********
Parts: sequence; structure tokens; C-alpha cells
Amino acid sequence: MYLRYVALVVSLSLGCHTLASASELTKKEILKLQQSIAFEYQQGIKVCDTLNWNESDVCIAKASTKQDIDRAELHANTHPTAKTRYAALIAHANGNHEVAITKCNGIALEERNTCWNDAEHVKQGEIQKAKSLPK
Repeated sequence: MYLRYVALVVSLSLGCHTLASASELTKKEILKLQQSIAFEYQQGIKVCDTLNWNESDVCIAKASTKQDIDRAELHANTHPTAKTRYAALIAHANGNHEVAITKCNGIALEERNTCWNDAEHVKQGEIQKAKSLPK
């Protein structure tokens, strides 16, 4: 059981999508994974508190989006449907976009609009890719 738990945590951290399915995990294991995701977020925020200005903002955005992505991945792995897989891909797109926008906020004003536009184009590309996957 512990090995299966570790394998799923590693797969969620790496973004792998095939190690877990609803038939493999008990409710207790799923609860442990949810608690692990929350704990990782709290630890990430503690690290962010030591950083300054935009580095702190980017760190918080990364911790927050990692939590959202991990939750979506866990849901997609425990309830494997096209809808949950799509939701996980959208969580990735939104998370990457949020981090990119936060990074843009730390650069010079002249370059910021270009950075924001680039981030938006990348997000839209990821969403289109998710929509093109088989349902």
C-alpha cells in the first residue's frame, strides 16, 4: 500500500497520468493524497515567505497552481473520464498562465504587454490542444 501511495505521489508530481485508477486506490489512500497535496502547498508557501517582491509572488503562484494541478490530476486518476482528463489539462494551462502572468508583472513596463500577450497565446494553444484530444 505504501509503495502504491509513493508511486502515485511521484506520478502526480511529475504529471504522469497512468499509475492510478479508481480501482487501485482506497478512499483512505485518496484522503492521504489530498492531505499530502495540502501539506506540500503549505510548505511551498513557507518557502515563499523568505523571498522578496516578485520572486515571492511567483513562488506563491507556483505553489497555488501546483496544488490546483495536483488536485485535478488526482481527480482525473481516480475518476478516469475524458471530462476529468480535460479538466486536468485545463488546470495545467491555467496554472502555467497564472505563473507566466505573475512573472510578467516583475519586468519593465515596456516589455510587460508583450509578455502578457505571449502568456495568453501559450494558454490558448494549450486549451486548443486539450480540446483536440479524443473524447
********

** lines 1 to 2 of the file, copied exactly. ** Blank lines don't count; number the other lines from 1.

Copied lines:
Parts: sequence; structure tokens; C-alpha cells
Amino acid sequence: MYLRYVALVVSLSLGCHTLASASELTKKEILKLQQSIAFEYQQGIKVCDTLNWNESDVCIAKASTKQDIDRAELHANTHPTAKTRYAALIAHANGNHEVAITKCNGIALEERNTCWNDAEHVKQGEIQKAKSLPK